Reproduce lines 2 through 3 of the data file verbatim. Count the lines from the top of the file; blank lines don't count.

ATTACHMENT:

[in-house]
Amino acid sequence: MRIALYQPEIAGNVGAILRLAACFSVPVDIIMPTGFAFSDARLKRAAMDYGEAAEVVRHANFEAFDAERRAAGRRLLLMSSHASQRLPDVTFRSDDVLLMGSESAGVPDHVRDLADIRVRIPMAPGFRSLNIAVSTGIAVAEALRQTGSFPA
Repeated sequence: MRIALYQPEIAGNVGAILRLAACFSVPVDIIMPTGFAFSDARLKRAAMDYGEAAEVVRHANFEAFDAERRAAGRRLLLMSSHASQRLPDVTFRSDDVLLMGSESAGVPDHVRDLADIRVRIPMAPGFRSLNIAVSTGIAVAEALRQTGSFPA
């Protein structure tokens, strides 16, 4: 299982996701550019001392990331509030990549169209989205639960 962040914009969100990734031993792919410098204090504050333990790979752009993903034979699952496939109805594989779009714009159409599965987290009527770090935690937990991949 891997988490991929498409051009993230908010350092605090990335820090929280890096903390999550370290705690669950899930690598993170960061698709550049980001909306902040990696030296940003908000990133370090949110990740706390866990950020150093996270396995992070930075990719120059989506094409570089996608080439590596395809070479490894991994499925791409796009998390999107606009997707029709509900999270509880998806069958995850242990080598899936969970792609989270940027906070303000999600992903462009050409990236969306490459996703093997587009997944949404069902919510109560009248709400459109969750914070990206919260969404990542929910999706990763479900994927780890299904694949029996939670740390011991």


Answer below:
Amino acid sequence: MRIALYQPEIAGNVGAILRLAACFSVPVDIIMPTGFAFSDARLKRAAMDYGEAAEVVRHANFEAFDAERRAAGRRLLLMSSHASQRLPDVTFRSDDVLLMGSESAGVPDHVRDLADIRVRIPMAPGFRSLNIAVSTGIAVAEALRQTGSFPA
Repeated sequence: MRIALYQPEIAGNVGAILRLAACFSVPVDIIMPTGFAFSDARLKRAAMDYGEAAEVVRHANFEAFDAERRAAGRRLLLMSSHASQRLPDVTFRSDDVLLMGSESAGVPDHVRDLADIRVRIPMAPGFRSLNIAVSTGIAVAEALRQTGSFPA